McALLEN — South Texas College hosted the 9th annual Women in Technology expo last week with the goal of exposing women of all ages to careers they might not always think are for them.
“We want to promote our programs to females,” said Esmeralda Adame, assistant dean and associate professor at STC Technology Campus. “It’s not just for males. We get to recognize people in the industry and we want to make them aware of everything we have to offer here at the Technology Campus.”
STC’s Business, Technology and Public Safety departments came together last week to highlight fields in need of female representation. From automotive technology, to culinary arts and engineering, attendees had a wide array of booths with information about areas in demand in the region where they could make an impact.
This year was also the first in which the college hosts a day specifically targeted for high school students. As Adame said, they saw the need to start spreading the message to school-age females that may be choosing careers at an earlier age.
In automotive technology, for example, there tends to be an average of three to five female students per year for the certificate program out of a cohort of 150 students, said Richard Wade, assistant program chair.
“Females have actually done very well in our program, as far as I can recall. Right now, we have three females working in dealerships and doing great,” he said. “We try to concentrate on female students when we go to career days because usually they don’t see themselves in these careers.”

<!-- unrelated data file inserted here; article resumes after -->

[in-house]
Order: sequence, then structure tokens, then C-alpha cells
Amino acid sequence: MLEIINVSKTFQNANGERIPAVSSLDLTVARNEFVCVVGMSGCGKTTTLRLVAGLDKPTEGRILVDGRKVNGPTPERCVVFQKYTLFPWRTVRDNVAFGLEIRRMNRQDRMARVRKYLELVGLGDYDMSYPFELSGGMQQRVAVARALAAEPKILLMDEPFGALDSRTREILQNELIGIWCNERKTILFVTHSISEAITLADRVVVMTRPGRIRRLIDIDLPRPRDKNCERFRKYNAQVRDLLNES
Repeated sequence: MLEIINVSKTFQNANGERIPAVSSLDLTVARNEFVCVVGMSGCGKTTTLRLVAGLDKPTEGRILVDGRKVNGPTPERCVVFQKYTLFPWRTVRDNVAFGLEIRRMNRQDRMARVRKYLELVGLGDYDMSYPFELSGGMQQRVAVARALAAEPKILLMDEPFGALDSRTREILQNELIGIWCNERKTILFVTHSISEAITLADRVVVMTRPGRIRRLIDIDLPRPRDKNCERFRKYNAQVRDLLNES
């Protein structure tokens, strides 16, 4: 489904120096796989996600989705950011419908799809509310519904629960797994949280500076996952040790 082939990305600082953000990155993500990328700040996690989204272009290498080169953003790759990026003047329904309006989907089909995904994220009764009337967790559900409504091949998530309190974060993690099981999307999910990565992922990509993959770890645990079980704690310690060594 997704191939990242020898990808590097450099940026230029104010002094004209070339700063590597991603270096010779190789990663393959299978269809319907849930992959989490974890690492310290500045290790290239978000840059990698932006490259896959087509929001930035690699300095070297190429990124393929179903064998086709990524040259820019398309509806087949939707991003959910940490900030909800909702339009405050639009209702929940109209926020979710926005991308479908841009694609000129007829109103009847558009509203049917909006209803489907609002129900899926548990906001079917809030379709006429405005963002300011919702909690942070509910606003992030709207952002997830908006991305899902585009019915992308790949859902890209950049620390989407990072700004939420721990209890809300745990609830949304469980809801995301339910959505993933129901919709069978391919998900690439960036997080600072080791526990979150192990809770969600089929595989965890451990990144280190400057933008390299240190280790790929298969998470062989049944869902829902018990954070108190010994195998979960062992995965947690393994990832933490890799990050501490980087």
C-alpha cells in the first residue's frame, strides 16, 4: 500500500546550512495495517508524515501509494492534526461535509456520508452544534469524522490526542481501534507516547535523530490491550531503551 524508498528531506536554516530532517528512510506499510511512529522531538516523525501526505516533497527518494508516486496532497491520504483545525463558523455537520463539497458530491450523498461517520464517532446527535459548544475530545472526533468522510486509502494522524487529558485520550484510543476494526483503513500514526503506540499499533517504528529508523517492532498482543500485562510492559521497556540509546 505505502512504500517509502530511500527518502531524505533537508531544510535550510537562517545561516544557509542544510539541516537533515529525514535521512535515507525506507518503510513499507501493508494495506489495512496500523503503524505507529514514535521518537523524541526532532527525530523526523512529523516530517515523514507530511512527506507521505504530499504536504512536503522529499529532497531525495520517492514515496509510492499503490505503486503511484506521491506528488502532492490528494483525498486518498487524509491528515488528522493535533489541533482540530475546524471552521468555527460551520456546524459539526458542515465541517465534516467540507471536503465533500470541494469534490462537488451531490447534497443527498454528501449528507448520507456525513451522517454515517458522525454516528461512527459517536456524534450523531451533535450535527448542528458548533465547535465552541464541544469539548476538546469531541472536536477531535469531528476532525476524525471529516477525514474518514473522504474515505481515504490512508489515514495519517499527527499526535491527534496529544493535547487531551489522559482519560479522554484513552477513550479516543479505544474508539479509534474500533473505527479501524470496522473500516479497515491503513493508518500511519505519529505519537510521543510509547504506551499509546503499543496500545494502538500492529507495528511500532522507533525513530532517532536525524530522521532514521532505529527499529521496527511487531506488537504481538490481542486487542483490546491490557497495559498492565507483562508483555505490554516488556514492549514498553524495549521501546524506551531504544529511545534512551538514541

The same happens in Advanced Manufacturing Technology where females tend to be a minority both in the classroom and in the fields.
Erika Guerra, a fulltime faculty member in advanced manufacturing at South Texas College, said this semester for example she only has three female students in her class of 50 students.
Many females, Guerra said, have the misconception that manufacturing involves being in front of a machine all day, but don’t realize that the industry has many positions and new technology in which they can specialize.
“It’s good for women to know other options of what’s out there,” Guerra said. “You leave here being an expert so you can start working right away and you know this programming, you know the machinery. So with (a graduate’s) level of knowledge, they are able to train you just a little bit if you want to continue on to something else.”
There are also specific grants and scholarships to help fund the specific needs that some females might face if they wish to go back to school or enter a male-dominated career, including childcare within the college and transportation.
Wade said that in his field, there are grants to help them buy tools and pay tuition if they go into this field.
“Usually if you have a male student coming into this field, they usually have a dad or an uncle mechanically inclined. And when it’s a lady, it’s 50/50,” Wade said about the chance of having background knowledge and equipment. “So there’s actually a stipend for tools and then there’s a grant for tools so that they can be ready for the workforce.”